FANews
FANews
RELATED CATEGORIES

Does compensation determine the type of service we deliver?

01 February 2012 Wessel Oosthuizen, University of the Free State

One of the big debates in the financial services industry centres on appropriate remuneration structures for intermediaries. Before we debate the merits of upfront versus ‘as and when’ commission we should investigate the link between payment and performance.

Do you consider your client’s home when drawing up a detailed financial plan? Studies show that few financial planners consider real estate at the planning stage. And the problem is not unique to South Africa. It seems Europe is one of the few regions where real estate planning is part of the overall financial planning process.

A hated financial planning task

A job analysis survey conducted by the Financial Planning Standards Board lends support to these findings. The survey – which drew responses from 11 countries, including South Africa – identified real estate as the second least important financial planning task. It also featured under the 10 financial planning tasks least frequently done by certified financial planning professionals.

Are you among the readers responding: So what? The importance of giving advice on our client’s real estate assets lies in the fact that the primary residence is often the largest asset on the average South African’s balance sheet. By failing to advise on this asset you are not fulfilling your duty of care in terms of the General Code of Conduct to the Financial Advisory and Intermediary Services (FAIS) Act. Not giving advice on your clients’ houses is not in their best interest.

Six financial planning musts

The international Financial Planning Standards Board recognises six financial planning components as part of holistic financial planning. These include financial management, investment planning (asset management), risk planning, taxation planning, retirement planning and estate planning. A brief discussion of each of these components highlights the importance of incorporating your client’s primary residence at advice stage.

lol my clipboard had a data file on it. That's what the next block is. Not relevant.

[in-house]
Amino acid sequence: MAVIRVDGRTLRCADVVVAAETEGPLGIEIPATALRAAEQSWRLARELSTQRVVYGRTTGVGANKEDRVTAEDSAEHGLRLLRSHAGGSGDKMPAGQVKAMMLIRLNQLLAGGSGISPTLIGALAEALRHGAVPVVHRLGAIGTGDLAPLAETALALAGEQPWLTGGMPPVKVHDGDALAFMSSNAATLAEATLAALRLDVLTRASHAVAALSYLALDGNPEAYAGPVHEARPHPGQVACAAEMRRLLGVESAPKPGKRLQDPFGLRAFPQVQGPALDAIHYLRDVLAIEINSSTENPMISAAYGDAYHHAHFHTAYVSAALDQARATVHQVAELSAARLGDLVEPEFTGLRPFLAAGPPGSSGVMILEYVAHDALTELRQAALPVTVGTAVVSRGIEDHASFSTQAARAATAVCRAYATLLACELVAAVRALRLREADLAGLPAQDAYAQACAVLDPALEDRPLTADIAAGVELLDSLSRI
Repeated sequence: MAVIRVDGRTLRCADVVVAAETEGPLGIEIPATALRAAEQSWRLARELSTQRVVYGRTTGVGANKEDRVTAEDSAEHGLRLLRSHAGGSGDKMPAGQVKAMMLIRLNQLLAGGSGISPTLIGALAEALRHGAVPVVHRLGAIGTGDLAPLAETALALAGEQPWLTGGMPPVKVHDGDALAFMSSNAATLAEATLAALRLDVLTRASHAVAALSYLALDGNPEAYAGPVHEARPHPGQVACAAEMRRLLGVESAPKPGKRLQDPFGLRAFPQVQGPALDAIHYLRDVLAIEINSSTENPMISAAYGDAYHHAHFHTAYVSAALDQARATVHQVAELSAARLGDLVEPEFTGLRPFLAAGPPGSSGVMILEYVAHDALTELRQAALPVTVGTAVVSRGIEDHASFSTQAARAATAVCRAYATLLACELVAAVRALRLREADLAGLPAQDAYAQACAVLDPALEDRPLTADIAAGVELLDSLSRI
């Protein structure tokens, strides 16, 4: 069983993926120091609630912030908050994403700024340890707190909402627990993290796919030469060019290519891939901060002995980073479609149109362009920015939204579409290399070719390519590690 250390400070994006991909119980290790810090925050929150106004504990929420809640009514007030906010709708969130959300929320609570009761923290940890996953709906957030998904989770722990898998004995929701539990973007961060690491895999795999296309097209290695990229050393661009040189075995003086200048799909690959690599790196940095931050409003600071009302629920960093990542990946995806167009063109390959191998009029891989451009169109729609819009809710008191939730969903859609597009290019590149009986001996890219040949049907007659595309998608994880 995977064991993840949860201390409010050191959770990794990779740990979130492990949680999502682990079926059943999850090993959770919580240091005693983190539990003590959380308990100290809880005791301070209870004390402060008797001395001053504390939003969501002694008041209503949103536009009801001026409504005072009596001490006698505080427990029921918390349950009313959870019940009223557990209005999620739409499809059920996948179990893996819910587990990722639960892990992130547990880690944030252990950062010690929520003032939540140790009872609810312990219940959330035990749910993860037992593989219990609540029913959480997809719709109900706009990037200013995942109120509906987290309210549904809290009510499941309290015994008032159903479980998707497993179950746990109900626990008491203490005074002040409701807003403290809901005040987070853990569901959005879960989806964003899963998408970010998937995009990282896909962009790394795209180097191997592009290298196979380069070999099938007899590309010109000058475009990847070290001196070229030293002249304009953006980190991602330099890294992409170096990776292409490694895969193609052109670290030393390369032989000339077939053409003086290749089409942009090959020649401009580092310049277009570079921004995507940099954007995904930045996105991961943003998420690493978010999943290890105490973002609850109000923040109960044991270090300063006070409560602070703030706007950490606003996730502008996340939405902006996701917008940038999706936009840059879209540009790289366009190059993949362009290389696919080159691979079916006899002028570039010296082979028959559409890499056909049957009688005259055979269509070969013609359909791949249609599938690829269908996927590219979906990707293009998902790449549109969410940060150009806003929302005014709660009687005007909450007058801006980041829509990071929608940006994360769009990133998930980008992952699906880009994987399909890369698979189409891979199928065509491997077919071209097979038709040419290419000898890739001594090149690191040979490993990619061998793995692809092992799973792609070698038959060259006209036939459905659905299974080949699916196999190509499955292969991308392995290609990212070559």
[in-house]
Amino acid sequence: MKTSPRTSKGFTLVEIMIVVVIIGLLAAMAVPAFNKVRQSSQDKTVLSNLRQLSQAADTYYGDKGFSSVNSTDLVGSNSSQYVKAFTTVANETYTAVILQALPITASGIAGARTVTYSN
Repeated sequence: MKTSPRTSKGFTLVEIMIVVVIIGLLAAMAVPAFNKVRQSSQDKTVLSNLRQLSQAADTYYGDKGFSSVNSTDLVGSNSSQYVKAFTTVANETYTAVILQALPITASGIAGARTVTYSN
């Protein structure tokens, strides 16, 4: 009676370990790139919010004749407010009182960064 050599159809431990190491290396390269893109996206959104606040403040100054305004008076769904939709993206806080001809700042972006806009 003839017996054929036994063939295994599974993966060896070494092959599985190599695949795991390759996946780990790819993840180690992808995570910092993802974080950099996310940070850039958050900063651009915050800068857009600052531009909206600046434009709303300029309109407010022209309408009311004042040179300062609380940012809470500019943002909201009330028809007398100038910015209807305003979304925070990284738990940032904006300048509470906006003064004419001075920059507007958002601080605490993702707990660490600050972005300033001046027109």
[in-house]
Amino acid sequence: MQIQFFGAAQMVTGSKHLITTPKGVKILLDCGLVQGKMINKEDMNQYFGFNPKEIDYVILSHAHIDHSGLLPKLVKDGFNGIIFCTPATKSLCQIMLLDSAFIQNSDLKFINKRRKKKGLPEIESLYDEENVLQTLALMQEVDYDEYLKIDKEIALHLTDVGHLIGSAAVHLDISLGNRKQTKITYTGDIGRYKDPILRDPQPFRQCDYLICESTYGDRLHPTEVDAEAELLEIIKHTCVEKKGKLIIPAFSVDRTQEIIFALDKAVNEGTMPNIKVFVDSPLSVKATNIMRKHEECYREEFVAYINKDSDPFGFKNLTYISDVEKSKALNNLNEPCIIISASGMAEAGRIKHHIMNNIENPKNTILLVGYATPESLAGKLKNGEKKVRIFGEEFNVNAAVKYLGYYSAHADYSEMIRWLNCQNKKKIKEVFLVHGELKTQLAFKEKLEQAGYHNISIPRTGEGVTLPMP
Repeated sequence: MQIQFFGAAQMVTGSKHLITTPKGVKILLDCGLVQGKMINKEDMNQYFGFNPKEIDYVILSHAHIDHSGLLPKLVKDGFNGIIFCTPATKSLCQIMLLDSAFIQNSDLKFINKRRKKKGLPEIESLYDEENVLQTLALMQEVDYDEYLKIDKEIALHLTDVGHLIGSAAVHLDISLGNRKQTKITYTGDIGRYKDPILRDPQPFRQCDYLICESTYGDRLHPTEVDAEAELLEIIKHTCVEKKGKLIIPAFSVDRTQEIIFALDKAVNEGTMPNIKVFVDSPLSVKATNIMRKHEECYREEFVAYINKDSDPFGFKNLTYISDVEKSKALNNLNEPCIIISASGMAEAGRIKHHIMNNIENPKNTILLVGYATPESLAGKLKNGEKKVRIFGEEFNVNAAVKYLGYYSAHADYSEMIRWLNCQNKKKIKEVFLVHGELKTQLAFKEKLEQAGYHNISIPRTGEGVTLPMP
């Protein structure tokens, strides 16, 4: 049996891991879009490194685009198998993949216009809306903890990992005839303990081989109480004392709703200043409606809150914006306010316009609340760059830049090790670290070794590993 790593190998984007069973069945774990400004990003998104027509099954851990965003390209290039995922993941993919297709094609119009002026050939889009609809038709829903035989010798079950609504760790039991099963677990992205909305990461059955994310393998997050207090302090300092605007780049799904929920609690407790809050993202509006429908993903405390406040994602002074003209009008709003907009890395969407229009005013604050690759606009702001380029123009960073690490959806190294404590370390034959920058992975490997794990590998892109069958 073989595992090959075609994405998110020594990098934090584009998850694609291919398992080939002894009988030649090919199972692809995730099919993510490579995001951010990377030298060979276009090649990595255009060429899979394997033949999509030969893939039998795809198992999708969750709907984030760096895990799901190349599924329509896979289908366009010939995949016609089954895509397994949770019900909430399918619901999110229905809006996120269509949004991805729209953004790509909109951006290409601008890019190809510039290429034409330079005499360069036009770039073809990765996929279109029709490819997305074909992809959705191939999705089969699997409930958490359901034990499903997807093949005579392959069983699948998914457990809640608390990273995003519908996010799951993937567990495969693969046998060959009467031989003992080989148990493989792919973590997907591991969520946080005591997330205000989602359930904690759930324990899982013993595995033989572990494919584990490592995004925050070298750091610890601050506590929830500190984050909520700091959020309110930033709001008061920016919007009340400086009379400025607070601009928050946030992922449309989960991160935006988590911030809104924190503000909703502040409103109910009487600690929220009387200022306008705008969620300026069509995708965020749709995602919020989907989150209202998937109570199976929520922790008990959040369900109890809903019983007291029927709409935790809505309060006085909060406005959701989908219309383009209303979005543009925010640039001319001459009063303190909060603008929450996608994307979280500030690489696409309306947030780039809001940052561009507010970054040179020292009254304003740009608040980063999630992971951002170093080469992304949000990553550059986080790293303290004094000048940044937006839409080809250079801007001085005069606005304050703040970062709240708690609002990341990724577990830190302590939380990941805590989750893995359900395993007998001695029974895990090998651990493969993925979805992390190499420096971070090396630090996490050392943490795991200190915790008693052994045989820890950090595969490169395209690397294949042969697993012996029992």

The financial management component requires that you complete a cash flow analysis. This analysis will tell you whether your client can afford your recommendations and must include mortgage repayments, if any. You can help your client by calculating how much to spend on a house, what type of mortgage to take out and – at a later stage – how to refinance, downsize or dispose of the asset.

Squeezing housing assets

Many clients believe their house to be part of their investment portfolio. This view is incorrect because the primary residence does not generate income, while proceeds from its disposal are almost always used to purchase another residence. You can instead advise your client on how to use their primary residence as leverage for acquiring further property, which would then form part of their overall portfolio.

The house is important when assessing your client’s risk. By considering the possibility of damage to the property you can make recommendations on the client’s short-term insurance needs… And life cover can be motivated based on the outstanding mortgage bond.

The impact of taxation

Taxation should also be considered when advising on property. Levies and property taxes have a major effect on your client’s cash flows. Income tax comes into play when your client is earning an extra income from a flat at the primary residence. And you can never discount the impact of capital gains tax on the sale of property assets either. Aside from capital gains tax there are estate duty implications when the surviving spouse does not inherit the home.

A client’s retirement plan should include a timetable for paying off the mortgage on his / her primary residence as well as whether the house can be used as a source for retirement income. A succession plan for the house should also be considered under the estate planning heading.

Issuing the challenge

You cannot sidestep giving advice on your client’s primary residence. The challenge to local financial intermediaries is to include residential assets at the planning stage, whether there’s "money in mortgages” or not!

Quick Polls

QUESTION

How confident are you that insurers treat policyholders fairly, according to the Treating Customers Fairly (TCF) principles?

ANSWER

Very confident, insurers prioritise fair treatment
Somewhat confident, but improvements are needed
Not confident, there are significant issues with fair treatment
fanews magazine
FAnews June 2024 Get the latest issue of FAnews

This month's headlines

Understanding prescription in claims for professional negligence
Climate change… the single biggest risk facing insurers
Insuring the unpredictable: 2024 global election risks
Financial advice crucial as clients’ Life policy premiums rise sharply
Guiding clients through the Two-Pot Retirement System
There is diversification, and true diversification – choose wisely
Decoding the shift in investment patterns
Subscribe now